Before suiting up for the first time as a Los Angeles Laker, having already missed the entire preseason and two regular season games, Troy Brown Jr. laid out exactly how he felt he’d be able to help his new teammates:
In the clip above, the 6’6 Brown rightly noted that his length gives the Lakers a look they otherwise wouldn’t have defensively. Specifically, being bigger than the majority of the team’s current perimeter corps gives him a chance to deter drives in the middle of the floor and close out to shooters more effectively, slowing the opponents’ attack to buy time for his teammates to get back into position.
Then, after being activated, Darvin Ham threw him “into the fire,” just as the Lakers head coach had promised to do pregame. And after 50 minutes across two games, Troy Brown Jr. has yet to start but looks like one of the Lakers’ more necessary role players.
On the defensive end, he’s been as advertised or better — in an admittedly microscopic sample size, the Lakers have been 15.4 points per 100 possessions better on defense with Brown on the floor than with him off of it. Although that is probably just as damning of the Lakers’ limitations in wing depth as it is impressive, it goes to show that Brown is doing his job, and it’s working.
Here he stunts at a driving Jamal Murray, giving time for Anthony Davis to step in and contest the drive while Lonnie Walker IV slides into the passing lane. When Murray slings a pass to the perimeter, Walker IV is there to break it up and Brown collects the steal and starts the break.
He’s a bit longer, quicker, and bouncier than he looks at first glance, allowing him to be in the right place at the right time more often than he isn’t.
And offensively, there is a lot to like, even if (like the rest of the Lakers) his outside shot has yet to fall (he’s 0-for-5 on threes, but presumably, he’ll shoot closer to his career average of 33.3% as he compiles court time). As Brown stressed in the interview above, his playmaking for others has been a surprising boon to his time on the court. In two games he’s dished out five assists, mostly coming from crisp and timely passes to an open man.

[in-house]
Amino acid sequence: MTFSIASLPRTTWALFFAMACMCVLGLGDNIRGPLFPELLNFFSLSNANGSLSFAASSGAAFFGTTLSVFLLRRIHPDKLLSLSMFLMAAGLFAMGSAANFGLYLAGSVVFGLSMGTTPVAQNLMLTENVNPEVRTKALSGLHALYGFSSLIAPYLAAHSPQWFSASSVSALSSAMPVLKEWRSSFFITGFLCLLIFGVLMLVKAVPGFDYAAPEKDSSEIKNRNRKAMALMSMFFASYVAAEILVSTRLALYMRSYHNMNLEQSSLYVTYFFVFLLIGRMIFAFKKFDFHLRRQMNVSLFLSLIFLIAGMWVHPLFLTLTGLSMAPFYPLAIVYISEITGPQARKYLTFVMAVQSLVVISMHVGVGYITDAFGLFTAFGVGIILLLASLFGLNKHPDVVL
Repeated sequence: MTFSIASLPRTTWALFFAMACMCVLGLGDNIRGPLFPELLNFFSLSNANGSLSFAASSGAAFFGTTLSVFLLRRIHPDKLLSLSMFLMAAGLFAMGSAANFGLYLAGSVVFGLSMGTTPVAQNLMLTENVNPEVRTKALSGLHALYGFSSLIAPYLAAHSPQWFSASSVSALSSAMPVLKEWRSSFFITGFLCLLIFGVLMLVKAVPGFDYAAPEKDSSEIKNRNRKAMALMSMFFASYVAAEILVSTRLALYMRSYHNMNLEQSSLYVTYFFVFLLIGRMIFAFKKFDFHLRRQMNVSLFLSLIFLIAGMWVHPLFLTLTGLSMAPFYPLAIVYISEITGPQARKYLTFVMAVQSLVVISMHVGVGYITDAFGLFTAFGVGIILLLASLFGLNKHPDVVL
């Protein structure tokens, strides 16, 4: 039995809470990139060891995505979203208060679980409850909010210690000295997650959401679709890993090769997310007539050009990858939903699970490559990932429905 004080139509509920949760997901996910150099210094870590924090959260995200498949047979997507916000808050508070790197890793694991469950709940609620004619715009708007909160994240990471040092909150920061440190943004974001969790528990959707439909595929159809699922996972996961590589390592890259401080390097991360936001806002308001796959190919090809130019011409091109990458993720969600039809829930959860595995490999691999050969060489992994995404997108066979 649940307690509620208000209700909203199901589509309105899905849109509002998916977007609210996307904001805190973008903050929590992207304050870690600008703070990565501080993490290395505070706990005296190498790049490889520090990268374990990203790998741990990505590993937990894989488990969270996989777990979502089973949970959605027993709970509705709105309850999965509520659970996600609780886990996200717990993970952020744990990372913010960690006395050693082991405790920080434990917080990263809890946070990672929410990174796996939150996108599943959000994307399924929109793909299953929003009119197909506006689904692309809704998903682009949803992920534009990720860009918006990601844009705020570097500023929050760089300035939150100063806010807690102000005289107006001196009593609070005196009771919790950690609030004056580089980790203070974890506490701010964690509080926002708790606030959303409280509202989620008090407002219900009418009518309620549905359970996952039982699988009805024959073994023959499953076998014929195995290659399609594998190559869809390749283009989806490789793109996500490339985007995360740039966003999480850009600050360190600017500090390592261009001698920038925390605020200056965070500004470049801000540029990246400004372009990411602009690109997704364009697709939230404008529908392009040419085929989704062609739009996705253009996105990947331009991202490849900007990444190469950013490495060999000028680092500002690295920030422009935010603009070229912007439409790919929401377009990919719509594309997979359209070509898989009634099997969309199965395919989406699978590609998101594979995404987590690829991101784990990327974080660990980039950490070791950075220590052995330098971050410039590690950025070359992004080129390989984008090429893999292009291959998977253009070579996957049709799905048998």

Here Brown smartly feeds a cutting Kendrick Nunn in the high post to break through the Nuggets’ 2-3 zone.
Although he doesn’t get the assist, due to what looks like some severe rust from Nunn’s yearlong injury-related absence, exploiting open creases in the defense is how you make teams pay for cheating off of shooters and onto the Lakers’ two stars.
Here he is working in concert with the King, keeping his hands ready to receive the pass and kicking it right back to LeBron for a give-and-go that gets James an easy layup.
And here he puts it all together, dragging down a rebound from between a pair of Nuggets and immediately shoveling the ball to a wide-open Matt Ryan, who bangs the triple to give the Lakers a little bit of life before the Nuggets shut the door on them for good.
These aren’t the kinds of reads that will make a typical highlight reel, but they’re the exact kinds of plays you need from players hoping to make the most of LeBron James and Anthony Davis’ ability to create advantages with their top-of-the-scale offensive firepower.
With that being said, there’s a reason Troy Brown Jr. was available to the Lakers this summer on a veteran’s minimum deal. He is somewhere in between passable to solid at just about everything you would want from a modern 3-and-D wing, but he’s not likely going to go above and beyond on any given night. After four NBA seasons, his career-high in points is only 26, and he hasn’t dropped 20 in a game since 2020.
If he had a chance at growing into a starting-caliber talent, the Wizards and Bulls likely wouldn’t have let him escape their contractual clutches so early in his career. For the Lakers, a team with no more than two players good enough to start on most NBA teams, Brown probably should open games on the floor as soon as he’s reacclimated to a full minutes load, especially given the Lakers’ lack of feasible options at the 3.
Nonetheless, he looks ready to help the Lakers in a place they desperately need it.
Cooper is a lifelong Laker fan who has also covered the Yankees at SB Nation’s Pinstripe Alley — no, he’s not also a Cowboys fan. You can hear him on the Lakers Multiverse Podcast and find him on Twitter at @cooperhalpern.